Why History Matters to Liberalism
If the Tea Party is to be believed, radical individualism has defined American history. But their story is wrong, and progressives must say so.
But if the Founders were not perfect, they were bold and visionary, prepared to think and act anew at a time when much of the world was skeptical about the possibility of republican government and self-rule. Our task is to follow their example, not to engage in an inevitably futile effort to parse every word they wrote and spoke to discover how we should act now. The Founders hugely valued individual freedom, but they were steeped in principles that saw the preservation of freedom as a common enterprise.
And if progressives should challenge the conservative interpretation of our founding moment, so too should they challenge the right’s claims that government played a minimal role in the growth and development of our nation. The Founders, after all, didn’t create a strong federal government for it to do nothing. And those who would claim that the federal government did not become a major actor in American life until the Progressive Era and the New Deal are willfully reading Alexander Hamilton, Henry Clay, and Abraham Lincoln out of the first eight decades after the Constitution’s ratification. Hamilton envisioned a national government that would be “intermingled in the normal exercise of government” and be engaged in “matters of internal concern.” Clay advocated for what he called the “American System,” so-named to distinguish it from the British laissez-faire system. He famously fought for federal support for “internal improvements,” the roads and canals that would bind the nation together and foster commerce among the states. (Today’s advocates of public works might usefully note that “internal improvements” is a lovelier phrase than the word “infrastructure.”)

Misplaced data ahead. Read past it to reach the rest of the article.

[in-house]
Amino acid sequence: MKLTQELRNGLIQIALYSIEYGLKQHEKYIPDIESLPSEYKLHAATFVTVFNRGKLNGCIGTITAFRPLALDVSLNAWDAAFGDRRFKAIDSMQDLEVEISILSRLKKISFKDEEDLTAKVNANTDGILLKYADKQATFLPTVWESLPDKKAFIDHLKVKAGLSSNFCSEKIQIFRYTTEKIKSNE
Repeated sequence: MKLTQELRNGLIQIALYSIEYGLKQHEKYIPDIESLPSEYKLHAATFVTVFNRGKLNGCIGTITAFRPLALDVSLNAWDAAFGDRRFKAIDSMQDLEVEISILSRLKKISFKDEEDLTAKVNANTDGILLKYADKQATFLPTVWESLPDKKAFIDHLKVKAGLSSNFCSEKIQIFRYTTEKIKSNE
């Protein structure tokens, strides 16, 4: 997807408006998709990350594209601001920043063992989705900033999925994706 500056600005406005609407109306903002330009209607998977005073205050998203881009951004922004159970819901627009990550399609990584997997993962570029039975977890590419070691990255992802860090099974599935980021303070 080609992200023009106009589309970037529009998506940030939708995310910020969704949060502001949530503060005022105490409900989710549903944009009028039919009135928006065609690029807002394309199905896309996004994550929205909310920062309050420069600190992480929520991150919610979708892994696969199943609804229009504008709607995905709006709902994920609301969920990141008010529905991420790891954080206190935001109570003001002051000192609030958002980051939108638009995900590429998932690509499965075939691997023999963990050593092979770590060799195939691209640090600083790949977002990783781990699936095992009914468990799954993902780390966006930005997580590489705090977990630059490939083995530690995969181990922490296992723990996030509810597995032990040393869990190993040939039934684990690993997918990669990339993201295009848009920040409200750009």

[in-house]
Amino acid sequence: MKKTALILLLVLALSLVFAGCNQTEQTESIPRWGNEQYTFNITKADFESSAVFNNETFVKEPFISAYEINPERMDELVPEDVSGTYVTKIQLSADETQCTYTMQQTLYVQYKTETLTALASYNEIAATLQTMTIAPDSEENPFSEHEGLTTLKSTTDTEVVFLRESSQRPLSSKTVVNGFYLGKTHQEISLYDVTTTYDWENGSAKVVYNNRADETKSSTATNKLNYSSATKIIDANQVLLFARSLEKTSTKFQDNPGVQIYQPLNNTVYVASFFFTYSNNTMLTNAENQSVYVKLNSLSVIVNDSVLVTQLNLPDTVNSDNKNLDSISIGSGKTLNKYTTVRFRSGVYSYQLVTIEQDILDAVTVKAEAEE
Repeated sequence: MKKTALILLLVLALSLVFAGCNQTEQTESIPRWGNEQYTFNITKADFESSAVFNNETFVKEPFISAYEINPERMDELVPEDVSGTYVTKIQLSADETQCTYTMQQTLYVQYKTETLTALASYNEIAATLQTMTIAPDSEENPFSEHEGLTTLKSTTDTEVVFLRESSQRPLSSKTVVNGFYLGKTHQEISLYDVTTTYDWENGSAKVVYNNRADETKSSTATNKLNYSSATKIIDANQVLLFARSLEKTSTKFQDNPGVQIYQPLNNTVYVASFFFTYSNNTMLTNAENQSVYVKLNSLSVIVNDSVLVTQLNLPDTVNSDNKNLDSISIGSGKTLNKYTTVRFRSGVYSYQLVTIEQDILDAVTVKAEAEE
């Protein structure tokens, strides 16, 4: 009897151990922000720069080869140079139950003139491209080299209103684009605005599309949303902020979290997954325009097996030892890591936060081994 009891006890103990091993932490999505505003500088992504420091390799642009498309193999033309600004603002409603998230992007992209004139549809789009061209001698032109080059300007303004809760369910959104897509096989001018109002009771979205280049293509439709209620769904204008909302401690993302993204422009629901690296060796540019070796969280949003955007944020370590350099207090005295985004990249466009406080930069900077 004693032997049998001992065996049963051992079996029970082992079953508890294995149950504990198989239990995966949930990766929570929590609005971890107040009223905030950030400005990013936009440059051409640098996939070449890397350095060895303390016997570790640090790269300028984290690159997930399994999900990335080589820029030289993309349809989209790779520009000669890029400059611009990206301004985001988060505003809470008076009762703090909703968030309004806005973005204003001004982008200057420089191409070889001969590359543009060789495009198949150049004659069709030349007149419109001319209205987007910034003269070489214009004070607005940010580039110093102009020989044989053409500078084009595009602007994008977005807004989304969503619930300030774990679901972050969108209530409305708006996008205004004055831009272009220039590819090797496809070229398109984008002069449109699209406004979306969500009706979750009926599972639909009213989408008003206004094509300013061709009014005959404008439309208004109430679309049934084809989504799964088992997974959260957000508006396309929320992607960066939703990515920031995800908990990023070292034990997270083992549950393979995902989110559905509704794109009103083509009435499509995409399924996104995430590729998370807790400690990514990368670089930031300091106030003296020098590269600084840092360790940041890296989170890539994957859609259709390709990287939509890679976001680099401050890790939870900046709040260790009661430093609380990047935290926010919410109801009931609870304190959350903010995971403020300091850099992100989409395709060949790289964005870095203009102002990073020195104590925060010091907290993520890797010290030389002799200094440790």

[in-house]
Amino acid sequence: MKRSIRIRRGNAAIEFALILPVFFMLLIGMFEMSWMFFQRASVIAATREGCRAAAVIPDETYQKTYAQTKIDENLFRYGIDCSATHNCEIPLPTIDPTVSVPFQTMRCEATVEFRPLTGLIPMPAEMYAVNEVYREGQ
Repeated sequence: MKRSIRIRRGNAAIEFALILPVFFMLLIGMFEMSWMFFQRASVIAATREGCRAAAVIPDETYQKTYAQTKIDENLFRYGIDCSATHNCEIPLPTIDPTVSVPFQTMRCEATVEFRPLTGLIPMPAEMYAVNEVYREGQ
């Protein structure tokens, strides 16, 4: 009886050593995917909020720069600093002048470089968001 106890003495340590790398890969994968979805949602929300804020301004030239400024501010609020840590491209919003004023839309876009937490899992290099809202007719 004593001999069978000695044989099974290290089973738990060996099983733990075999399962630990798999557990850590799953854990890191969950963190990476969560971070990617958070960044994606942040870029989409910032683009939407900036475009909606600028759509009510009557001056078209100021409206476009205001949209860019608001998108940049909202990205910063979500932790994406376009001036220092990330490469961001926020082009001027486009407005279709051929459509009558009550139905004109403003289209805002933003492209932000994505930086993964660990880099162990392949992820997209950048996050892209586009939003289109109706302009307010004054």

Both Hamilton and Clay foresaw a manufacturing future for our nation, with the federal government playing an important role in its development. Hamilton noted that “in a community situated like that of the United States, the public purse must supply the deficiency of private resource.” For his part, Clay disdained those who saw the Constitution as blocking his efforts to protect American manufacturing. “This constitution must be a singular instrument!” Clay declared derisively. “It seems to be made for any other people than our own.”
And of course Lincoln did more than anyone to bind the states together into a nation while also insisting that the Declaration of Independence’s words “all men are created equal” commanded Americans to end the scourge of slavery. At first, he sought to do so gradually—Lincoln was a moderate. But eventually—moved by the exigencies of war and his own evolving views, documented powerfully by the historian Eric Foner—he issued the Emancipation Proclamation. And as a loyal follower of Clay, Lincoln continued to use the federal government on behalf of national development, signing the Morrill Act to create land-grant colleges and establishing a National Academy of Sciences.